Chances are unless you got an actual trailer weight, your tongue weight is even lower as a percentage than you think. I target 13% tongue weight myself.

This is NOT the time to be guessing! Sway is dangerous, sway is dangerous! For $10 at a truck stop, you can have real data, not guesses. And dry weight versus actual weight is not just about your stuff. Typically, manufacturers do not include ANY options in the dry weight, and they don't include battery weight either.

At the same time, your F150 should be more than capable, with the appropriate tongue weight and the appropriate ball height. I've seen quite a few nose high trailers out there. That lowers tongue weight even more.

You can easily adjust tongue weight by how you load your trailer: empty tanks, more heavy stuff forward, etc. And if your hitch ball is too high, that just makes it much worse.

Fix the sway instead of adding bandaids. Sway is very dangerous. And it doesn't matter if your trailer is small (like yours) or bigger. Its tongue weight.

I did a relatively simple adjustment on my Trillium 1300 to get tongue weight right: I installed a battery on the tongue. In my case, I needed a battery anyway and on the tongue was the easiest place to put it.

This is a good example. Empty trailer being pulled by a large SUV. So overall weight should not have been a problem. OK, update from Jon below, I guess they do have something on that trailer. But its a GMC Yukon or similar, well within/under tow limit for sure, but also a really light tongue = disaster.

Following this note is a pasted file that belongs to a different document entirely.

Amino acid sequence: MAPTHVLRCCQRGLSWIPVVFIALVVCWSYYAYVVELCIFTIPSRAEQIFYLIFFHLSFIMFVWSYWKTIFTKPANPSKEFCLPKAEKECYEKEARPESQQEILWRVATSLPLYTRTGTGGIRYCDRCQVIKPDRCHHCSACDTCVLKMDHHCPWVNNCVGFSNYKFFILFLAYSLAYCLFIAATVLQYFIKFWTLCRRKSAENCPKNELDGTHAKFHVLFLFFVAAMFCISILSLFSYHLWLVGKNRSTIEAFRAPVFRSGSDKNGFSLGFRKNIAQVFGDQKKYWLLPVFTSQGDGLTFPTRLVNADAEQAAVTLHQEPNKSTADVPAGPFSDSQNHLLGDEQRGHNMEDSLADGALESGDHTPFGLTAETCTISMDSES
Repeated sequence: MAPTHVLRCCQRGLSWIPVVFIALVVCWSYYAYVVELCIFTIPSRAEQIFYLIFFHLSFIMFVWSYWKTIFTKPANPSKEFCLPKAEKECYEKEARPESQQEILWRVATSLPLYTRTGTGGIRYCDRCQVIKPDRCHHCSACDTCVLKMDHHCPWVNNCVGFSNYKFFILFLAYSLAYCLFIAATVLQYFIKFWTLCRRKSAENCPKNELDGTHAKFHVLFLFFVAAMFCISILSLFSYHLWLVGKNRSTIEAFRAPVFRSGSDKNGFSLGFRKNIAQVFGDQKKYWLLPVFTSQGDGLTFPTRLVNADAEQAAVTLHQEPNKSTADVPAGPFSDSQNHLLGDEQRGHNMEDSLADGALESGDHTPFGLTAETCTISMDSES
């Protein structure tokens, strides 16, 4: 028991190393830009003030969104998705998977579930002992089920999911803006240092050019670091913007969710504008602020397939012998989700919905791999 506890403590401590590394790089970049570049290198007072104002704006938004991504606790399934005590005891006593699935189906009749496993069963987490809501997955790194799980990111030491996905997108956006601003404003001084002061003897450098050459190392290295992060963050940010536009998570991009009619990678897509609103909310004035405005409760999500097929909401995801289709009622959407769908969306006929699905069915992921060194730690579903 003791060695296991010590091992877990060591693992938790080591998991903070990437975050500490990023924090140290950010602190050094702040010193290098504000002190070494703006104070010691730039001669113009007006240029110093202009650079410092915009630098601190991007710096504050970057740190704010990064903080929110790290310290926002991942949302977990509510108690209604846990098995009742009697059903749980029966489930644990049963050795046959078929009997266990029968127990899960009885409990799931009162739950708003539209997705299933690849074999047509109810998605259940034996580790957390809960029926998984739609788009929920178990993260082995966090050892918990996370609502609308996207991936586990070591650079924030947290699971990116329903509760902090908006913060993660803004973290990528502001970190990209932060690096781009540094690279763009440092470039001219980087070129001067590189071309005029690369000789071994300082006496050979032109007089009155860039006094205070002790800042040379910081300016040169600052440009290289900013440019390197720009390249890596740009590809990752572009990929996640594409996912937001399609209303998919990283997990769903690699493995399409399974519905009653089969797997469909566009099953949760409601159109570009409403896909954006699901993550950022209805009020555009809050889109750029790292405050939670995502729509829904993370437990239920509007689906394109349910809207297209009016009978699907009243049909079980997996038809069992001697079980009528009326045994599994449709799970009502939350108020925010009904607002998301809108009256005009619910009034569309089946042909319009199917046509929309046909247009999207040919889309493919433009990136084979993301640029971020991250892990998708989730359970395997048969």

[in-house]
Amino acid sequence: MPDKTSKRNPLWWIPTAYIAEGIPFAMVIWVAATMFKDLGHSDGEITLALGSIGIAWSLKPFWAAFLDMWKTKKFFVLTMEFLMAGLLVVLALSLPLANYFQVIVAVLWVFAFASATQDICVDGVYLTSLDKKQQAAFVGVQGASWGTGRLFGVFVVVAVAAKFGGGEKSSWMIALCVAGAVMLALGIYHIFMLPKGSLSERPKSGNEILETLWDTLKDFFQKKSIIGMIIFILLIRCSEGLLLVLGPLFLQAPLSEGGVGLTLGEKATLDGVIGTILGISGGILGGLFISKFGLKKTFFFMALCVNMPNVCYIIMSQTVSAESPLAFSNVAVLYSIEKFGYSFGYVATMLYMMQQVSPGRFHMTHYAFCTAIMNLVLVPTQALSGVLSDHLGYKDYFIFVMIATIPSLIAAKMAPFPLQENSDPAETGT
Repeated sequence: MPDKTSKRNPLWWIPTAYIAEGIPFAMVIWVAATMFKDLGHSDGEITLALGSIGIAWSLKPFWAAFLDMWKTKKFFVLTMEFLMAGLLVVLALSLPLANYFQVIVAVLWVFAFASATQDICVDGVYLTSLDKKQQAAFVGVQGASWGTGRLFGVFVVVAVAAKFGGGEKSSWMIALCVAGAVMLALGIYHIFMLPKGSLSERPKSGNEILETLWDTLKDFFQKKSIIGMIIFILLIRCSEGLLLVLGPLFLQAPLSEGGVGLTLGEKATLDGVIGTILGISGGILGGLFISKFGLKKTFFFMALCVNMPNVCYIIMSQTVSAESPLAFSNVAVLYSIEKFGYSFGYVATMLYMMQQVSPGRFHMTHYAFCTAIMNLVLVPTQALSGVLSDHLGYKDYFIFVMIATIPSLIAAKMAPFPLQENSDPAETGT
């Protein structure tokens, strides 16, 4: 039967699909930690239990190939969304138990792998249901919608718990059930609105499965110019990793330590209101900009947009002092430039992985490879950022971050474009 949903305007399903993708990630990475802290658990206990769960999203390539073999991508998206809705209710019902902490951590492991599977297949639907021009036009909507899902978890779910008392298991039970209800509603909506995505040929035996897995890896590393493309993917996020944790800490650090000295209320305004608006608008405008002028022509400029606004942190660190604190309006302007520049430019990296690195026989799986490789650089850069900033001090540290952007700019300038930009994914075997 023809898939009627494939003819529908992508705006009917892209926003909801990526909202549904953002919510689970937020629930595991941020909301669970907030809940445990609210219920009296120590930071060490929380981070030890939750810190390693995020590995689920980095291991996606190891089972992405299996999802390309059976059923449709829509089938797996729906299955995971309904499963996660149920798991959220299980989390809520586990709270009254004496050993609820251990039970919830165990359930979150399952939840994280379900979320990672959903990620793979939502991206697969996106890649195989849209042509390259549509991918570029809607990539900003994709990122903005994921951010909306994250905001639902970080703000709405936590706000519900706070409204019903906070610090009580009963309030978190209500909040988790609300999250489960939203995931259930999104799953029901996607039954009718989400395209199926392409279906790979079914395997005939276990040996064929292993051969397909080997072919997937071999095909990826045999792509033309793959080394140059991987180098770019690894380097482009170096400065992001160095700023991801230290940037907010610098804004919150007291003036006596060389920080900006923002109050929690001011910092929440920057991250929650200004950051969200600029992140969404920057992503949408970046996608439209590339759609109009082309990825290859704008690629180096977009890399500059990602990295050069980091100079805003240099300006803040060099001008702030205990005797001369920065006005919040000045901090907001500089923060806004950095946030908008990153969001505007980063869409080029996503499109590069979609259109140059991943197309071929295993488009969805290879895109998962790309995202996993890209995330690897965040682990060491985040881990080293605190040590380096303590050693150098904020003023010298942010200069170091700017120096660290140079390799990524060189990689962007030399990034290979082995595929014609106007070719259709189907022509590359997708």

Just imagine being the driver of this GMC Yukon when the sway started and the ultimate roll over of the trailer AND the tow vehicle. It would have been a scary ride.
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Old 01-01-2020, 10:18 AM   #12
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Trailer: 2008 Scamp 13 S1
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Swaying Scamp

Not empty. There was a stack of plywood or OSB on the back of the trailer; couldnít see the front. Speed plus rear weight bias = BAD.

Agree with Bill. Adjust loading for tongue weight at 12-13% of actual gross trailer weight, hitch up level or slightly nose down, and all will be well.

Sand & gravel yards, feed lots, waste transfer stations, and recycling centers are other possible places to get a weight. Youíre looking for a CAT (certified auto and truck) scale. Expect to pay a modest fee. Best is a scale level with the ground that gives you axle-by-axle weights. Raised scales only give a single static weight. There are a couple of ways to get the tongue weight at the scale with multiple weighings, or you can do it at home.

Since it looks like this may be an issue with this particular layout, a Sherline tongue scale might be a good investment.
https://www.walmart.com/ip/Sherline-...?selected=true
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Old 01-01-2020, 10:59 AM   #13
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Sherline tongue scale might be a good investment.